Mapping Out Your School’s Cloud Strategy

The difficulty in talking about modernizing school infrastructure is that there’s no one-size-fits-all solution. Some schools are already using cloud technologies like Google Classroom, while others are replacing bulbs on overhead projectors. Budgets and IT resources vary, but most educators and administrators agree that cloud tech has great potential to bring equity and insight to education. Cloud technology in the classroom prepares students for the future, encourages collaboration, and touches different learning styles; there are dozens of reasons ed tech is a good school investment.

In working with Fortune 500 companies over the past 15 years, I've seen the rise of cloud adoption and the benefits it can bring. I believe the education vertical is now poised to reap the same benefits. But any approach to cloud migration should be informed and systematic to be effective.

Modernize school infrastructure

It’s easier to upgrade to the next version of an app than it is to move from a whiteboard to web-based apps. This is exactly why cloud infrastructure is so important for schools — and why so many schools struggle to get on board.

Virtualization refers to resource allocation, including your compute power, storage, and networking. Cloud refers to how resources are delivered and presented. Most school infrastructure lies in resource allocation, which is the foundation of cloud computing. For example, you need high-speed internet for web-based applications, such as Newsela or Google Apps for Education (GAFE), to support a classroom of kids. Start by assessing what you have, and determine whether it’s possible to upgrade. First on the list should be high-speed internet, a necessity.

Address legacy applications

One issue you might have noted in your infrastructure assessment is legacy systems. How much time does your IT department spend creating patches for old software? With each missed upgrade, it becomes much harder to catch up, until there are so many patches and one-off customizations that it’s impossible for the system to connect to other systems. Over time, upgrades are no longer available and the product is no longer supported or secure.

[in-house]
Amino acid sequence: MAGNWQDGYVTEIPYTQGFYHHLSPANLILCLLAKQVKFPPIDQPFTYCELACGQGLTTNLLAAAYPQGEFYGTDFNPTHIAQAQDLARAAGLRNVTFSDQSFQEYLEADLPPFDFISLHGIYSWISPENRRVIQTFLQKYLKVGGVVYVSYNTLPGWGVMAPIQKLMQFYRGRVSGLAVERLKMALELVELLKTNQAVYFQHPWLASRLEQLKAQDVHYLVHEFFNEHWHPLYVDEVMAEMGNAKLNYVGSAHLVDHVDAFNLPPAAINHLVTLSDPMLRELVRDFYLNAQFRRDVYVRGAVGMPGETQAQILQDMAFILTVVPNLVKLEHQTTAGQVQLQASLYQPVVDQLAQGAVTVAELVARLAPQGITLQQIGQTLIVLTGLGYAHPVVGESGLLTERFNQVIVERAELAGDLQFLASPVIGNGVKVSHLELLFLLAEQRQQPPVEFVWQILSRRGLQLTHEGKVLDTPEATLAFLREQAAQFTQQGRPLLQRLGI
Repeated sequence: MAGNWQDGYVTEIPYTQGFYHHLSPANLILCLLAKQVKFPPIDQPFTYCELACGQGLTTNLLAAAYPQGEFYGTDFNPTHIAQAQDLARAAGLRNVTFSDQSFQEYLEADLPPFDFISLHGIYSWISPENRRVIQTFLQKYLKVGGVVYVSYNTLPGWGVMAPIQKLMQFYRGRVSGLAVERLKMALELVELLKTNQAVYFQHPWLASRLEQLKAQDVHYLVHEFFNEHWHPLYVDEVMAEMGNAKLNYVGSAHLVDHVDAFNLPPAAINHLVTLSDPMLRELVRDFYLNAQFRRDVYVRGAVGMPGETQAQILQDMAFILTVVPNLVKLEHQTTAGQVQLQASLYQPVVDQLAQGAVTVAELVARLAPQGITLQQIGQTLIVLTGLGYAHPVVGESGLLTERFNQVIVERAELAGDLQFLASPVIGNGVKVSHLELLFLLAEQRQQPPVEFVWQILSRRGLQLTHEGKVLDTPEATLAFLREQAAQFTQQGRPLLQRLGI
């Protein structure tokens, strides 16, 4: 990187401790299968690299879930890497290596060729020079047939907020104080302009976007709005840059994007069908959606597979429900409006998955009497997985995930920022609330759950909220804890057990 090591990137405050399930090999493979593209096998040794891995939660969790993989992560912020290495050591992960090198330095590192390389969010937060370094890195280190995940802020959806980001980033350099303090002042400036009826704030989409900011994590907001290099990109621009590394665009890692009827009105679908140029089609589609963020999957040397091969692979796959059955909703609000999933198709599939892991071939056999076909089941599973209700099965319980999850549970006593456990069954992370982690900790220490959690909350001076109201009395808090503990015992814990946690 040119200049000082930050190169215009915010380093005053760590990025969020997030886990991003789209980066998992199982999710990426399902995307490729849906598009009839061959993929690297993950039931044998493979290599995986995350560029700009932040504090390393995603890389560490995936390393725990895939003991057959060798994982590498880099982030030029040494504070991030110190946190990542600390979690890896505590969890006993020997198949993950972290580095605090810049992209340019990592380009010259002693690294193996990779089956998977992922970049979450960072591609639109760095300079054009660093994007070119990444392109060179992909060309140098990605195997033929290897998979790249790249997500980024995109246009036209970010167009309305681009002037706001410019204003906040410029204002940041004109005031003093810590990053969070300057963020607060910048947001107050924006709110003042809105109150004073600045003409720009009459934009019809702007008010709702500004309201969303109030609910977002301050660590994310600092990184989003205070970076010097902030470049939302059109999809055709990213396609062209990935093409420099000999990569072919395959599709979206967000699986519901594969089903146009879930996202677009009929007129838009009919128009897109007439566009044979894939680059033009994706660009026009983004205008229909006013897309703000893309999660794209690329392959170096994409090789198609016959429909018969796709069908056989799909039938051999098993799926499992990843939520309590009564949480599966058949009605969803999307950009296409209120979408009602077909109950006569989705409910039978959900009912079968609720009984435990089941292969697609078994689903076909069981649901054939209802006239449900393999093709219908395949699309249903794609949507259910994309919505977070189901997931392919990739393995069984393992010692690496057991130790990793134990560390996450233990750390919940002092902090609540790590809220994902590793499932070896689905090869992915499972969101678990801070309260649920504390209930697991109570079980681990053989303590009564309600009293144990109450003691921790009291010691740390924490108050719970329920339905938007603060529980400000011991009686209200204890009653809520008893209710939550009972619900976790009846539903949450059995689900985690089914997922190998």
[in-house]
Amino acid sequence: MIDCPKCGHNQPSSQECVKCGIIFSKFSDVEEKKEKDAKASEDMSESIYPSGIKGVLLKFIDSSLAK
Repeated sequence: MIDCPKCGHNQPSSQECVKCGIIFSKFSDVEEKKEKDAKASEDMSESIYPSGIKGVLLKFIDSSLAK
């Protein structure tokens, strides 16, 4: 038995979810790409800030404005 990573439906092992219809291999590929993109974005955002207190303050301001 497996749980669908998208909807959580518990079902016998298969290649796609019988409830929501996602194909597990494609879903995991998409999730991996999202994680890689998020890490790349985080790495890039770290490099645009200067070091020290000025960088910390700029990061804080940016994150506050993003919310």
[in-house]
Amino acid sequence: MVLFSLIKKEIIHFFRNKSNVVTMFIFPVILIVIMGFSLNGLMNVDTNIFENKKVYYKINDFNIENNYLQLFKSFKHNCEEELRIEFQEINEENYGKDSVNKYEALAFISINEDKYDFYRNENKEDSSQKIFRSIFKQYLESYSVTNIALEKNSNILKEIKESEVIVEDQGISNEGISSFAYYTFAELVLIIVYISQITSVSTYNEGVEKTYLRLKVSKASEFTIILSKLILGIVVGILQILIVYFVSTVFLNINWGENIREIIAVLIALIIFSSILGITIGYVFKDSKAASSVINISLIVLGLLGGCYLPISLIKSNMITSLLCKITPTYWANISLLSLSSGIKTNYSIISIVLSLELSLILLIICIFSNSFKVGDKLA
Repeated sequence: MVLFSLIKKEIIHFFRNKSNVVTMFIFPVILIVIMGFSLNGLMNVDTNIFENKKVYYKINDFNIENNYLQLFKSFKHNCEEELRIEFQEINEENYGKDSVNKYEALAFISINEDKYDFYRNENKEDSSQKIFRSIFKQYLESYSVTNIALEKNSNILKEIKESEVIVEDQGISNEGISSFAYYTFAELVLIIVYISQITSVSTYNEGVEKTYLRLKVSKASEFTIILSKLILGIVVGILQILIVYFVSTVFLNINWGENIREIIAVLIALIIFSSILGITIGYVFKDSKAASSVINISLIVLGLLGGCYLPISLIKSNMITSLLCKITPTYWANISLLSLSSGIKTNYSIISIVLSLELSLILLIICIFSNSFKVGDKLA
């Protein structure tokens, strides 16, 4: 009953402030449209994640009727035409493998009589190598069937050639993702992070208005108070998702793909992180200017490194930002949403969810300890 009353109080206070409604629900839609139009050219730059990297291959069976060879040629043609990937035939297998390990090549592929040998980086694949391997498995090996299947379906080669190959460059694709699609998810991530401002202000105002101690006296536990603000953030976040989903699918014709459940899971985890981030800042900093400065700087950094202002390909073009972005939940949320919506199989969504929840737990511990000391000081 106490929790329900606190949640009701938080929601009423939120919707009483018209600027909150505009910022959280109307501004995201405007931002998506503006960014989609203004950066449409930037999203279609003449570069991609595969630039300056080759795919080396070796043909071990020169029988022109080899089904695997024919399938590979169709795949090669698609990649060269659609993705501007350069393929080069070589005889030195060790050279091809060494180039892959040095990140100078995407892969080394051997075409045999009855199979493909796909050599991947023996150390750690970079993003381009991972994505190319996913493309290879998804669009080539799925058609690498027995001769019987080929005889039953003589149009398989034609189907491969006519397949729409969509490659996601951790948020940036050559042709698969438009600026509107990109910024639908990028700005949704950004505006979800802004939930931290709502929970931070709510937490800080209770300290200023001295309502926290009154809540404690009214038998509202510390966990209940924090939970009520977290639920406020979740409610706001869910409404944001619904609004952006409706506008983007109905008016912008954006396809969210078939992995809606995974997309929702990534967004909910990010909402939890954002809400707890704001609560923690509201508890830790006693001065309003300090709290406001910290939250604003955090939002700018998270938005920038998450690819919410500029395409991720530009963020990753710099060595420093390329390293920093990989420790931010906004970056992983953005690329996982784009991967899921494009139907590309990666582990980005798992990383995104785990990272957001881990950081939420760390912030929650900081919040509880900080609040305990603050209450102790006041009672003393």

Legacy applications and old servers consume valuable IT time and present major security risks, but they hold students back, too. Students should be taught technological fluency. The future classroom will contain few chalkboards.

Get ready for cloud migration

When the time comes for your school to move to the cloud, have a rollout plan. Audit your current IT workloads, and map out a theoretical cloud-based workload. Demand and scale, security requirements, and service level expectations should all be considerations. Talk with your teachers to get buy-in and to determine what they need, and ensure your IT resources can act as advocates for new technology.

Work in phases

Clouds are made up of millions of water molecules; the digital cloud is comprised of a huge number of applications. When you prepare to adopt cloud technology, start with the easiest targets. Email and data processing programs are the easiest (and often the cheapest) place to begin. Rather than word-processing programs with pricey licensing fees, consider Google Docs and Sheets or Microsoft’s Office 365 for Education, which are secure, free for education customers, and designed for collaboration.

Get smart with on- and off-site servers

If you have connected devices in your classrooms, odds are you probably have some degree of on-premise server: that cool, cavernous room full of benevolent whirring. Onsite servers might still be a great way to go. But as you think about cloud strategy, consider moving to a hosted data center.

Cloud-based data centers, like AWS or Azure, are scalable. Need to ramp up usage for one particular bandwidth-hungry class of sophomores? No problem. Data centers are also potentially much more secure. Thanks to built-in redundancy, data centers rarely experience network failure or data loss.

Most schools only transition from onsite to offsite servers when they’re faced with the tremendous cost of modernizing and expanding onsite technology — and this is a fine time to assess resources and consider the best way to support your students’ success.

We believe that moving to cloud infrastructure is a great way for schools to modernize by leveraging technology in a way that is inexpensive and effective — but it’s not the solution to everything. A smart assessment of current resources must be balanced against a realistic forecast of school technology needs. Your school’s cloud strategy solution is quite possibly a combination of on-premise and cloud-based resources.

Learn more about how schools are advancing learning with tech and the Intel solutions that can help.